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[DTG] Return to Maerdy
Über dieses Produkt:
Following the much-loved ‘Memories of Maerdy’ add-on from Mesh Tools is the stunning new ‘Return to Maerdy’ add-on for Train Simulator, complete with the unique English Electric Type 3B Battery Locomotive and WD Hunslet 0-6-0ST ‘Austerity’.
The real-life Maerdy branch was in South Wales, running from Porth to Maerdy Colliery, following the River Rhondda. Originally owned by the Taff Vale Railway, it was used as a coal mining freight railway and continued into service when the Great Western Railway took it over in 1923. The line also ran passenger services from Porth, stopping at Ynyshir, Pontygwaith, Tylorstown and Ferndale. The line continued up to the Colliery as freight only, privately owned by the NCB.
The last passenger train on the branch ran on 15th June 1964 before services ended as part of the Beeching cuts, just leaving coal trains running to Maerdy Colliery. The track was lifted in 1987, though the colliery didn’t close until 1990. Today, many of the bridges remain and the line is a cycle path, however the track bed South of Tylorstown is now gone, and the remains of the stations and bridges have been removed and replaced by the Porth and Lower Rhondda Fach Relief Road.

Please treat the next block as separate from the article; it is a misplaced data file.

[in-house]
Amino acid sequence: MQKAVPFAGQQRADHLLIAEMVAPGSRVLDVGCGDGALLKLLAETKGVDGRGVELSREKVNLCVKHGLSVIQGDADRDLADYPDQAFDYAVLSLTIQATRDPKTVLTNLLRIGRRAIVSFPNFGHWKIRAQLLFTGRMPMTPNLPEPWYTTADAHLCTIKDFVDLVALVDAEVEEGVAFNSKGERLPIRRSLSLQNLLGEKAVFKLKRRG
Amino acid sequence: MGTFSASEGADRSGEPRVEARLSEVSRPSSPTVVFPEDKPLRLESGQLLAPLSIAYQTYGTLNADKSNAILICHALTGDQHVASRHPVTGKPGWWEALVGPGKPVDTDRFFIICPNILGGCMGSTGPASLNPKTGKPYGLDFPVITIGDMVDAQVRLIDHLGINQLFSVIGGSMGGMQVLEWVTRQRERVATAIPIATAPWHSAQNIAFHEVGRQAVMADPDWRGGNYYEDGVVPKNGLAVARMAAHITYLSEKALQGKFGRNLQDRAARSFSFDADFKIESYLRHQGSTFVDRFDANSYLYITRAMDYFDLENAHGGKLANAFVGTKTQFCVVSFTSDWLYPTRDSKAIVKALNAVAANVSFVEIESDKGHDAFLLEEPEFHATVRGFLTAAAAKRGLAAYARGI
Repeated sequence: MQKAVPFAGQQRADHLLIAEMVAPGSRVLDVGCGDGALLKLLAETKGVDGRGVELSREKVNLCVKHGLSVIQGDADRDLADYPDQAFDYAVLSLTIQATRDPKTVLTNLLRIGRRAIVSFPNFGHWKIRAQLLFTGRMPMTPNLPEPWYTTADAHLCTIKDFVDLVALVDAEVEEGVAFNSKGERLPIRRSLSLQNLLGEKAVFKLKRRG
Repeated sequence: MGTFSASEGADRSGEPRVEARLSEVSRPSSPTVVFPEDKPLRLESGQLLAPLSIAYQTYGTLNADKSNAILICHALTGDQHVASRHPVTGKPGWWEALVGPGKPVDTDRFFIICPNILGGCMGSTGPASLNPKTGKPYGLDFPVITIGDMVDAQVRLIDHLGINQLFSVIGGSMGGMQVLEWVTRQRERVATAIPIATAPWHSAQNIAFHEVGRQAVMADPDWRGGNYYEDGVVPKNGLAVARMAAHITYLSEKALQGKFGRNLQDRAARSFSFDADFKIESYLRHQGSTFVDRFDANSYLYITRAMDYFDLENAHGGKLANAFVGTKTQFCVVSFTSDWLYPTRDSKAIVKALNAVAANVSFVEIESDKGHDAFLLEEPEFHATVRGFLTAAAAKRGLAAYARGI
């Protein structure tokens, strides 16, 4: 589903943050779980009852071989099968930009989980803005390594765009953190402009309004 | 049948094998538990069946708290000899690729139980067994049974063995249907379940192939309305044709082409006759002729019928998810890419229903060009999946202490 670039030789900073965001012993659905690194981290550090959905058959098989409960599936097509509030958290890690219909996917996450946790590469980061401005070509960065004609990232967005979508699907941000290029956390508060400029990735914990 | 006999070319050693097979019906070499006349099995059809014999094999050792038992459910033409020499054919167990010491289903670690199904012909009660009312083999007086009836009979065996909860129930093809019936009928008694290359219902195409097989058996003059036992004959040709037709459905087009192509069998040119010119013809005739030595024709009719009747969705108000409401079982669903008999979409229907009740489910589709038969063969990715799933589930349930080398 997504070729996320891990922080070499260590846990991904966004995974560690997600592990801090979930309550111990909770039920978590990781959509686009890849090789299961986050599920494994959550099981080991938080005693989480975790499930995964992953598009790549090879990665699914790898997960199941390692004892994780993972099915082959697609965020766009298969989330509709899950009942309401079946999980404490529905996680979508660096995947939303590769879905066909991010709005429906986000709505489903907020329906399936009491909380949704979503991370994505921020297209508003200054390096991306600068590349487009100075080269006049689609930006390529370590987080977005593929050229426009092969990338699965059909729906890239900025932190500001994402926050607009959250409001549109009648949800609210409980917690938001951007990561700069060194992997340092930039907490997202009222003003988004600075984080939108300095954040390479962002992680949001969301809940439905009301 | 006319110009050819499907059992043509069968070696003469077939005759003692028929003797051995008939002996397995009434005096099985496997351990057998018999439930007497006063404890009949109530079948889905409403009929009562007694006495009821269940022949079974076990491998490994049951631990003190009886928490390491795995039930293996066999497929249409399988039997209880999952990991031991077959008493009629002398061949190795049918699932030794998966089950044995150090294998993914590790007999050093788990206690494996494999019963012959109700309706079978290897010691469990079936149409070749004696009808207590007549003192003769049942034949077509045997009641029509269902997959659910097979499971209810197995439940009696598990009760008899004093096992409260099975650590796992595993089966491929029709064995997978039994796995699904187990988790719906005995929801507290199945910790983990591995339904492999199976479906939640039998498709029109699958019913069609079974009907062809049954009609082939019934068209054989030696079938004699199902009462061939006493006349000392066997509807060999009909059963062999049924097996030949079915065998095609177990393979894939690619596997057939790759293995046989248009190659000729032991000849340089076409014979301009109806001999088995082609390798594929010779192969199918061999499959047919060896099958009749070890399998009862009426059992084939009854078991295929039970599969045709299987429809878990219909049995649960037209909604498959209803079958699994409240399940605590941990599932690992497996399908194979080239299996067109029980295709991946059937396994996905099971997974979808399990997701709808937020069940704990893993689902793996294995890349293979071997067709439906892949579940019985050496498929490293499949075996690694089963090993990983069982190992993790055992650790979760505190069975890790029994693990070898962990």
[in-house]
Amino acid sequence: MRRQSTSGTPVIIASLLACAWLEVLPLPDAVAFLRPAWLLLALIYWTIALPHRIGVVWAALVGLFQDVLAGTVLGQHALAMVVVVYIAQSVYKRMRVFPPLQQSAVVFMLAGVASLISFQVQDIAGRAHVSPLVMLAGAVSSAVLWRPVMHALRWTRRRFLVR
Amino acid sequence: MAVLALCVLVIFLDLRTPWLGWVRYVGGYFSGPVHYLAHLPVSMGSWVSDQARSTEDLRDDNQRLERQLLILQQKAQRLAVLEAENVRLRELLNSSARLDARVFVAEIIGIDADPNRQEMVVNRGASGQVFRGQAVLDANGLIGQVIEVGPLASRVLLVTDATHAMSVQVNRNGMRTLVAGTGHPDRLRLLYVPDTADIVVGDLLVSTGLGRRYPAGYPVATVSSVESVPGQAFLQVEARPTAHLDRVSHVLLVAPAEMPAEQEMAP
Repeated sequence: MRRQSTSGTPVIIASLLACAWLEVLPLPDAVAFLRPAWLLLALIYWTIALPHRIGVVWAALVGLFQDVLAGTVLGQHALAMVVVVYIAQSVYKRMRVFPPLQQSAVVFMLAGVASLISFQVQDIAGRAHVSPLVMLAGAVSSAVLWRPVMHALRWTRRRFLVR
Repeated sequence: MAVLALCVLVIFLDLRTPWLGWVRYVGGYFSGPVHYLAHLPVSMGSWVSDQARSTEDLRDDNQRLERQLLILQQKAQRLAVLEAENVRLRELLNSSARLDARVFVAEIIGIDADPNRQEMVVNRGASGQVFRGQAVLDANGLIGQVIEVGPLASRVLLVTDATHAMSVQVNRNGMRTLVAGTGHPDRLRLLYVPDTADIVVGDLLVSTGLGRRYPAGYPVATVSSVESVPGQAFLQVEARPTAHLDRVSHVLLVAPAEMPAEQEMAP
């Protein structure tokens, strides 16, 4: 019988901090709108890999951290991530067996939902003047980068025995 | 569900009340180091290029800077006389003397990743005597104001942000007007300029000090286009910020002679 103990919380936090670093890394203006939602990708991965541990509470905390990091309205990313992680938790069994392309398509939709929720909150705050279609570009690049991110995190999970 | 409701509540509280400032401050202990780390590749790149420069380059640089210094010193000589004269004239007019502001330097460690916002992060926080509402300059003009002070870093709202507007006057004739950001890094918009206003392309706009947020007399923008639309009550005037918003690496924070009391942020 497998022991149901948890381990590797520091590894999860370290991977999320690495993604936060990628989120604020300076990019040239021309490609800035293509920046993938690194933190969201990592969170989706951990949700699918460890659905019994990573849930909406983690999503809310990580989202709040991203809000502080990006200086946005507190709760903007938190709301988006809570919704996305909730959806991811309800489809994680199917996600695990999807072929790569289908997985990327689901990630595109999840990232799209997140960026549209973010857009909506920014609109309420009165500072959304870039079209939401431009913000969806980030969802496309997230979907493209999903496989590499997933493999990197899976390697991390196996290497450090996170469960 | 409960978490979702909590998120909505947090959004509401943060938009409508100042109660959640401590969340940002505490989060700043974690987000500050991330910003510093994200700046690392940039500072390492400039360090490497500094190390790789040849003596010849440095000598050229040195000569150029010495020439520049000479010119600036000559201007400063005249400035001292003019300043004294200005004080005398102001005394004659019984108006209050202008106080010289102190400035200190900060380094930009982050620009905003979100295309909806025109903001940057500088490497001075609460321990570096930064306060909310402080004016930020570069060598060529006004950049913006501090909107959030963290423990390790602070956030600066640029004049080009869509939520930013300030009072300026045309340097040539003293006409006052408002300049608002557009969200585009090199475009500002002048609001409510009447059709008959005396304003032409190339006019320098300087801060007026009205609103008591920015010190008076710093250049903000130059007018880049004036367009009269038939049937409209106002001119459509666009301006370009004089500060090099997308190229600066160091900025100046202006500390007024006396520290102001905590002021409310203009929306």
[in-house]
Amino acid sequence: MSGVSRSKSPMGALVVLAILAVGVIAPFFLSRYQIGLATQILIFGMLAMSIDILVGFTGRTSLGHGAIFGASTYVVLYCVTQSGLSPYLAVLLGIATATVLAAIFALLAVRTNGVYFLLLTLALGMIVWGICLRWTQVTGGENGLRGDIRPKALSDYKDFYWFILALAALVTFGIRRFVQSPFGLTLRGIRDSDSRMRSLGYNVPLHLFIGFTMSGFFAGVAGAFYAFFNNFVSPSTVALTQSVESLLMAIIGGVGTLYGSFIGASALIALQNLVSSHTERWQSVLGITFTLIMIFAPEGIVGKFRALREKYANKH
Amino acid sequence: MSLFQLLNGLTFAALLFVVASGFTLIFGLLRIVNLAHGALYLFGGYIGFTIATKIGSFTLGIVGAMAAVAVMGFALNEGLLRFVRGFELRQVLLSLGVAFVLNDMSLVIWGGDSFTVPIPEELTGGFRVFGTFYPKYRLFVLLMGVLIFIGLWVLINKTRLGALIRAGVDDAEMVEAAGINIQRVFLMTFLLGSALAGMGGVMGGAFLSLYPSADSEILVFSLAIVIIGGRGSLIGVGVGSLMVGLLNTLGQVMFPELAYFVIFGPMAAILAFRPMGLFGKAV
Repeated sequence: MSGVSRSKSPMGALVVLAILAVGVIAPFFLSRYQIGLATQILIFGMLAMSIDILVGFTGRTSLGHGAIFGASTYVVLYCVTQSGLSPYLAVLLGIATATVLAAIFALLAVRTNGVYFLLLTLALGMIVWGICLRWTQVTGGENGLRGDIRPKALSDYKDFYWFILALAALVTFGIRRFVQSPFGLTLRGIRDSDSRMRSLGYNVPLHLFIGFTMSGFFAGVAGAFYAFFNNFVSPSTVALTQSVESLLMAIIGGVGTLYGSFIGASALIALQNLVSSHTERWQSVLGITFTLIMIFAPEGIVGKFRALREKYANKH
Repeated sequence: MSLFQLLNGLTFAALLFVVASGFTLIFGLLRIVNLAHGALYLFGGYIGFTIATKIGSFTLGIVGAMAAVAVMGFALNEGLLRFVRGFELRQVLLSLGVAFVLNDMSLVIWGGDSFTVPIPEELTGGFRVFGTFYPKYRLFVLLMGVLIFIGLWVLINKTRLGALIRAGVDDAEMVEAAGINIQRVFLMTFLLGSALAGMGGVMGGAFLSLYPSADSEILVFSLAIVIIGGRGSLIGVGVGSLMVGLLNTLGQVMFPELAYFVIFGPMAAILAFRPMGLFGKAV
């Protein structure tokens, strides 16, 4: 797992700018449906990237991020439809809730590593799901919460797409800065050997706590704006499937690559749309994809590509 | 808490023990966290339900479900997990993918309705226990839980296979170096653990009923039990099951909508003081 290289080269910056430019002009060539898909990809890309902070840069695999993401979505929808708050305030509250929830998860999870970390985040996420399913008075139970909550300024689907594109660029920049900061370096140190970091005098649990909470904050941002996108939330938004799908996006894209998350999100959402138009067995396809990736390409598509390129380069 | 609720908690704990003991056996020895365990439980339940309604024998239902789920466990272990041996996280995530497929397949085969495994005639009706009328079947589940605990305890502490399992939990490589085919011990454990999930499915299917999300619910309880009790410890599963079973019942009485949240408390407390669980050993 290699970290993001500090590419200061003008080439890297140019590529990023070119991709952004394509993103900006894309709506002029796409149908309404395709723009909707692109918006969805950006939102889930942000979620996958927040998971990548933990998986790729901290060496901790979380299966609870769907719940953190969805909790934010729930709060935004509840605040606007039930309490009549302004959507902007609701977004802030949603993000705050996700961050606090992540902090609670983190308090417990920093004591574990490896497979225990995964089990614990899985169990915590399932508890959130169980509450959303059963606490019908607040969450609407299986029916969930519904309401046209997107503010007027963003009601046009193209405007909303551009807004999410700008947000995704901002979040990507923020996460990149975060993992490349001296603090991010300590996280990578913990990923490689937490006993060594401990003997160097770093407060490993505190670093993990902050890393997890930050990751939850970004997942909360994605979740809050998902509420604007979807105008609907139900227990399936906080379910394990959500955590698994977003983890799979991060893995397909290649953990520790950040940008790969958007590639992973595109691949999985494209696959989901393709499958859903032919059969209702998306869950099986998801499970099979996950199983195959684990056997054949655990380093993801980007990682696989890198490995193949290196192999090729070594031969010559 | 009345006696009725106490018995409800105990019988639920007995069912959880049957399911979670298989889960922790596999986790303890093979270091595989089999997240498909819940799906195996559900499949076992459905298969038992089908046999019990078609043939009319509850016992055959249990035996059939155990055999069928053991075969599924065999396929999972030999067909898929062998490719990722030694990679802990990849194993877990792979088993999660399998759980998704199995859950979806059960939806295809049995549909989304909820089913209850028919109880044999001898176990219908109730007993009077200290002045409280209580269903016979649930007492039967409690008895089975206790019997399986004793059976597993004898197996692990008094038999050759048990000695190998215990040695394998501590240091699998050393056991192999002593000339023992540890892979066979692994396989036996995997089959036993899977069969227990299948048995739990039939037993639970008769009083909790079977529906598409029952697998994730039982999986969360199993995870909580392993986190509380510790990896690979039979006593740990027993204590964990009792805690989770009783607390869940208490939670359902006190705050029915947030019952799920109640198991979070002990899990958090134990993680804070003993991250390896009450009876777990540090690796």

Included with this highly detailed Colliery extension to the Maerdy branch are two unique locomotives – the English Electric Type 3B battery locomotive and the WD ‘Austerity’ 0-6-0ST steam locomotive.
The English Electric Type 3B was a class of four wheel electric locomotives built by English Electric between 1921 and 1951, mostly at the Dick Kerr Works in Preston. The locomotives could be powered by batteries or from overhead wires, with voltage, power and weight adaptable, making few of the Class actually the same. All locomotives had a central Steeple cab with sloping bonnets either side, which could either be filled with ballast, such as concrete or scrap metal, or banks of lead acid batteries if the locomotive was battery powered.
The Hunslet ‘Austerity’ was an 0-6-0ST shunting engine designed by R.A. Riddles for the War department. The design evolved many years before from the Class 48150 0-6-0ST produced by Hunslet; these small tank engines were then developed by Hunslet into the class 50550, a much heavier and more powerful engine.
In total 377 ‘Austerity’ locomotives were produced for the War Department up until 1947. After the war, the NCB ordered 77 new ‘Austerity’ models for use in its collieries. The NCB continued to use these locomotives well into the 1980s, long after steam on the mainline had come to an end.Scenarios
Four scenarios for the route:
- Over Time
- Afternoon Arrivals
- Up and Down, Slip and Slide
- Training Time